Covid-related staff shortages impacting Antrim and Newtownabbey bin collections

Householders in Antrim and Newtownabbey whose bins have not been emptied due to Covid-related staff shortages have been given an assurance over collection.

Councillors were told at a meeting of the local authority’s Operations Committee on Tuesday evening that residents should just “leave them out” and bins will be “picked up”.

Geraldine Girvan, Deputy Chief Executive of Operations, said she was aware of a “number of areas” where bins have been missed.

“Like everyone else, the virus  is having an impact on companies collecting bins for us”, she explained.

Bins have not been emptied (stock image).

She reported a difficulty in “getting crew members”.

The local authority has reported bins missed in a number of areas during the past few days  including Parkhall Road and Bush Park, in Antrim, Oakland area of Newtownabbey and Barnish Road, Eskylane Road and Conor Road, Dunsilly.

Black bins were not collected as scheduled in Moylena, Firgrove, Tarragon Park, Fennel Road, Thyme Park, Abbeyfields and Newpark in Antrim.

Meanwhile, the council has warned of penalties of up to £2,500 for fly-tipping.

In an online post, the authority said: “We would remind residents at this time of year to ensure that their bins are used appropriately, and that recycling is optimised.

“If you have excess waste or items that are too big to be placed in your black bin or recycling containers, please avail of the facilities at any of the council’s five recycling centres.

“All residents are responsible for any waste generated from their properties. Fly-tipping waste illegally is a punishable offence that carries a fine of up to £2,500.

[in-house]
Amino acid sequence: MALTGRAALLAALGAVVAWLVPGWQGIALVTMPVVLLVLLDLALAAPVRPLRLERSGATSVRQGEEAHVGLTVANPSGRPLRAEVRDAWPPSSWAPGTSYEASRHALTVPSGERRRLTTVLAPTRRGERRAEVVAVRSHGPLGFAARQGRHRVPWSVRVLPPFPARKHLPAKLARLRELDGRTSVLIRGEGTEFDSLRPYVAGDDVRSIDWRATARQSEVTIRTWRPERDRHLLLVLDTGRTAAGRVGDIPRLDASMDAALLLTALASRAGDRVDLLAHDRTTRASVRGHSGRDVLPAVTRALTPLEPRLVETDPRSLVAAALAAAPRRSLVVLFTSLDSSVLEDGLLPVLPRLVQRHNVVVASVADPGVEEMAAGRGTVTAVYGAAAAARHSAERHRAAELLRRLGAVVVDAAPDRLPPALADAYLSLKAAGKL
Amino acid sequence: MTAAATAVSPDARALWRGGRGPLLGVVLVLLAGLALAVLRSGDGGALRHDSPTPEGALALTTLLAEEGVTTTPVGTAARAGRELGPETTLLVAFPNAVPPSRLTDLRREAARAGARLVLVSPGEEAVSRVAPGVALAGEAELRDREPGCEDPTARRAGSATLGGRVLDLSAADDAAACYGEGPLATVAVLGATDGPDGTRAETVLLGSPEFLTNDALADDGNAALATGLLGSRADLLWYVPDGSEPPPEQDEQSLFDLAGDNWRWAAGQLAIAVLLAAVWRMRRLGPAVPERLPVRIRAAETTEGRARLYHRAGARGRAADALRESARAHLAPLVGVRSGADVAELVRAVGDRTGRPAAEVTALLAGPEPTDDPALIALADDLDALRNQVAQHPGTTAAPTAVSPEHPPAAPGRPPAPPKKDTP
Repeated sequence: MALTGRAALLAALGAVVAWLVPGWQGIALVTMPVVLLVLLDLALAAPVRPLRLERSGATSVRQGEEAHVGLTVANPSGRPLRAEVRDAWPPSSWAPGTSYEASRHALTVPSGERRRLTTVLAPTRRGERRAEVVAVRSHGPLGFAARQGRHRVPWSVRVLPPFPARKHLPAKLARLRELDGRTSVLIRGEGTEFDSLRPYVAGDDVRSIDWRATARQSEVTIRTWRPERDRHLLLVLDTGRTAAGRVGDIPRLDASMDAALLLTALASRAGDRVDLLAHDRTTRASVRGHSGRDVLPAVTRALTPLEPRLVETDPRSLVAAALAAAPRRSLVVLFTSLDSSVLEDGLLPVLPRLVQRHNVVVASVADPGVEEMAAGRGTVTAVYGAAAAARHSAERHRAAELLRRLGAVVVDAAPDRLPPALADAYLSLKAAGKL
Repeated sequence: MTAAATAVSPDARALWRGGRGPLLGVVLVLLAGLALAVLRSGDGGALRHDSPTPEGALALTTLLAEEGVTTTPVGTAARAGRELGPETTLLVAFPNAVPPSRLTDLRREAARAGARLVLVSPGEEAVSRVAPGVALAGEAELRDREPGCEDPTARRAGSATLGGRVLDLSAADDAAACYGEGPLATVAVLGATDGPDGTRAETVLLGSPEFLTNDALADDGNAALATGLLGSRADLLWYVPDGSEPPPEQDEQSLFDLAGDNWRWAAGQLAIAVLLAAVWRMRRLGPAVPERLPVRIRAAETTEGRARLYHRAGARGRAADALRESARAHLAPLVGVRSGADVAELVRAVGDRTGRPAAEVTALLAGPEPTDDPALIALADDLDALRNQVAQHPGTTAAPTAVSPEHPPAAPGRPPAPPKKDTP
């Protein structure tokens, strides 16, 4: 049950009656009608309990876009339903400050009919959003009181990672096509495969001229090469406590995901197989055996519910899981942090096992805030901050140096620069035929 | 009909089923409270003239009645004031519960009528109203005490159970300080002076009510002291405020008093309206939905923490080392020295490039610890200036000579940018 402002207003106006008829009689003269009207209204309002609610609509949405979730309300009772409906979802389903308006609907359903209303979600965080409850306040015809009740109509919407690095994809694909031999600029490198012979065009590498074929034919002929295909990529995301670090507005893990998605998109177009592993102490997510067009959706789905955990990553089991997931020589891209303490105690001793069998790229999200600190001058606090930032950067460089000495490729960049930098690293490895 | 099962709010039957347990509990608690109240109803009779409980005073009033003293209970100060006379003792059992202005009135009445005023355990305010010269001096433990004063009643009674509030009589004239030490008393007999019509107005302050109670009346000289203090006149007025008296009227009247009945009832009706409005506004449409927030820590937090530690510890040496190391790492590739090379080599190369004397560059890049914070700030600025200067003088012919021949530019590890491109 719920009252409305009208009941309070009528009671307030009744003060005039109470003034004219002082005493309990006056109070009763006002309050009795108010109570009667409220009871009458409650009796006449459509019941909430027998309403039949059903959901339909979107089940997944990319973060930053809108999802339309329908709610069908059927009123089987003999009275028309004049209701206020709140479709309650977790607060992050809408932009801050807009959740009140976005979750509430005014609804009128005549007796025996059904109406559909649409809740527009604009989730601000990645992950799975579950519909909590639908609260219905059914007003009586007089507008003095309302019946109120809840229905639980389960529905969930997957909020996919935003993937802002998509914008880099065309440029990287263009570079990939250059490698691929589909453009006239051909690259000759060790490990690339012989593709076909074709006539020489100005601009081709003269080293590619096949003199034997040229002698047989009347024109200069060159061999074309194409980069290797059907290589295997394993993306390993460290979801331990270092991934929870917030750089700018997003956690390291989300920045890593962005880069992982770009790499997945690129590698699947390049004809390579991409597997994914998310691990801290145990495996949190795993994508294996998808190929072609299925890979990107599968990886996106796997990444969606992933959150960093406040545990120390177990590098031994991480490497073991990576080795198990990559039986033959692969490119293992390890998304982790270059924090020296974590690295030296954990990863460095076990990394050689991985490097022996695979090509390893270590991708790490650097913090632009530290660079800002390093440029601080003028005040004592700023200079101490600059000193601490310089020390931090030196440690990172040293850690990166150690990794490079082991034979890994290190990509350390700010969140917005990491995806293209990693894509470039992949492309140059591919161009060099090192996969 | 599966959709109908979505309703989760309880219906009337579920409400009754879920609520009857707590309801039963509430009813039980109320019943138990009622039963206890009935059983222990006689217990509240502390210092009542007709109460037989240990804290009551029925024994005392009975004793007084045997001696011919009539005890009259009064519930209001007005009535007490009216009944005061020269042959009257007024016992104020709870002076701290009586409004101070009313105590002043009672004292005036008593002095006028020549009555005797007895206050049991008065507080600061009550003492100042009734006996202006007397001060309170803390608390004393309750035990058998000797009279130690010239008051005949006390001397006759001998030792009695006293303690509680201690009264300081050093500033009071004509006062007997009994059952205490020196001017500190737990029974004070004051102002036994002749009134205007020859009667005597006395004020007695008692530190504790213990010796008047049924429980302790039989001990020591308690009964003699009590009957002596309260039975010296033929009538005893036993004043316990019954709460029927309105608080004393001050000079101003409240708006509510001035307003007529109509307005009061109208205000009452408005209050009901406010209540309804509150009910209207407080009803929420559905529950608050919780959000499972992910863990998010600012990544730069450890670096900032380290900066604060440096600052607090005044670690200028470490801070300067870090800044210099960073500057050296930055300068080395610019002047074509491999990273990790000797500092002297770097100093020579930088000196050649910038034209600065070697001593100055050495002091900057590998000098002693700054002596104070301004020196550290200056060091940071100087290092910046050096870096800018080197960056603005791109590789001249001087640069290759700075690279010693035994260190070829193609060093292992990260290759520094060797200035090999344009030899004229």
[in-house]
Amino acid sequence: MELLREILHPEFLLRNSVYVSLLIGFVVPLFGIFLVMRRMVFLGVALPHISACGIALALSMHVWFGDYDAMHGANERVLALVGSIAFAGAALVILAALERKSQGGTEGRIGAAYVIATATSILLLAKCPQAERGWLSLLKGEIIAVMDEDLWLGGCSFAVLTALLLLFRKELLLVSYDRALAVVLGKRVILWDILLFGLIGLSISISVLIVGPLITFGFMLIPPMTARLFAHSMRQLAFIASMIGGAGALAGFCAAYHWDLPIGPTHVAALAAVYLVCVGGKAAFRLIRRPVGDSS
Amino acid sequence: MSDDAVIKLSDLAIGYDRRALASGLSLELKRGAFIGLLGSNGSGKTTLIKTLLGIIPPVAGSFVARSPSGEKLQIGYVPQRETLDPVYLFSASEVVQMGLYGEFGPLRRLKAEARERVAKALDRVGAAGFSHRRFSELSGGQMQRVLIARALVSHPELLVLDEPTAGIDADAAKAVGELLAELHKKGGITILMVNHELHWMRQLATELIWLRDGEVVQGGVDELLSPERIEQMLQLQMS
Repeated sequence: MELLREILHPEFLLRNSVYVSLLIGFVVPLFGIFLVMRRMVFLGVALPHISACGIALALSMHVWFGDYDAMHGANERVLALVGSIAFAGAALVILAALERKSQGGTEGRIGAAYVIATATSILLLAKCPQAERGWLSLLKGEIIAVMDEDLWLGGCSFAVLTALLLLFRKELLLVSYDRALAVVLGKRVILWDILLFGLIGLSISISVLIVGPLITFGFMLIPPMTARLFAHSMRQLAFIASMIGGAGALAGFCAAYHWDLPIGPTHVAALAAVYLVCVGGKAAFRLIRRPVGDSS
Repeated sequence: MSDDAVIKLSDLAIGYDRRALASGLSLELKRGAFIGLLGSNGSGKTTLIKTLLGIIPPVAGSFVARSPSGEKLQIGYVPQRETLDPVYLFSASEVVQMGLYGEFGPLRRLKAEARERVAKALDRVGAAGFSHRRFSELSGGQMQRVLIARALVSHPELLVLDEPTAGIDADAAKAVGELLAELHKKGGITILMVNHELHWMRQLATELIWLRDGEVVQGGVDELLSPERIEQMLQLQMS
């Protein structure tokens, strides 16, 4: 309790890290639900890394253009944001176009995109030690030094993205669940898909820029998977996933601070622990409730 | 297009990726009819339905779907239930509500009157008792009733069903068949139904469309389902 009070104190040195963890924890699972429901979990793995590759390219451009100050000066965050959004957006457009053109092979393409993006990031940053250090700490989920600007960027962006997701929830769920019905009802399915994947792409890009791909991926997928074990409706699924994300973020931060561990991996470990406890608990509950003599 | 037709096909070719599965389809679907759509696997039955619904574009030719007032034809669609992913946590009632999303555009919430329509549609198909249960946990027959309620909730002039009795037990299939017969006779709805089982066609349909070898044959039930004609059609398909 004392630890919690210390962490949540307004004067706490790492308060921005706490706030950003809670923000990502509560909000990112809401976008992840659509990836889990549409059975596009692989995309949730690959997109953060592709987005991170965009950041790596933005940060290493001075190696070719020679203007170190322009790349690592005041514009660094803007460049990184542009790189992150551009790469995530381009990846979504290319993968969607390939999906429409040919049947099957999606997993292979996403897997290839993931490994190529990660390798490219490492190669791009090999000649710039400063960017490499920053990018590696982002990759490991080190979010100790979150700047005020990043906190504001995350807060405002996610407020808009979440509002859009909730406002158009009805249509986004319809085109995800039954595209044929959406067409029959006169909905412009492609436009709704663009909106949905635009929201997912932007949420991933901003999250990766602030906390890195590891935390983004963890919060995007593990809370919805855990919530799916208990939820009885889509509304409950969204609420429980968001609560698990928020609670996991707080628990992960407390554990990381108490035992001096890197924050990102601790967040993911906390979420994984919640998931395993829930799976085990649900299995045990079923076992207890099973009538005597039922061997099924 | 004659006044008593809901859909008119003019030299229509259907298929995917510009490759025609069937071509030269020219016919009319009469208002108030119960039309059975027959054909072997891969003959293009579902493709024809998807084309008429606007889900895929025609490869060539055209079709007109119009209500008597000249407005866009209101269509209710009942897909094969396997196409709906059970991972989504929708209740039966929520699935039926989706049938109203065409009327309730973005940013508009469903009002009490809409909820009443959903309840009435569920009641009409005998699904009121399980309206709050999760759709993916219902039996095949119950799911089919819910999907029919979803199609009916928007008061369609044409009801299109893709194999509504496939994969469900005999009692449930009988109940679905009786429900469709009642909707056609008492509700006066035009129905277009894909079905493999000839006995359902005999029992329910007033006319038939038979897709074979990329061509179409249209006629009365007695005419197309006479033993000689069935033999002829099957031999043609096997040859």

“Our enforcement team will act on all information received in relation to littering and fly-tipping and we would appeal to residents to report any illegally dumped material with any information on the source.”

Committee member Glengormley DUP Councillor Alison Bennington asked for a report on the council’s recycling process and whether or not waste is sent out of Northern Ireland.

She was informed by the council’s Deputy Director of Operations Michael Laverty that”markets change as and where they become available” and the local authority keep materials “where possible”.

He continued: “It has been a difficult year with Covid  with recycling centres closed for a number of months..

“Our household waste going to landfill stayed around the same level which is very positive. A number of councils have seen recycling rates fall and waste to landfill going up. We have kept ours around the same level.”

Michelle Weir, Local Democracy Reporter

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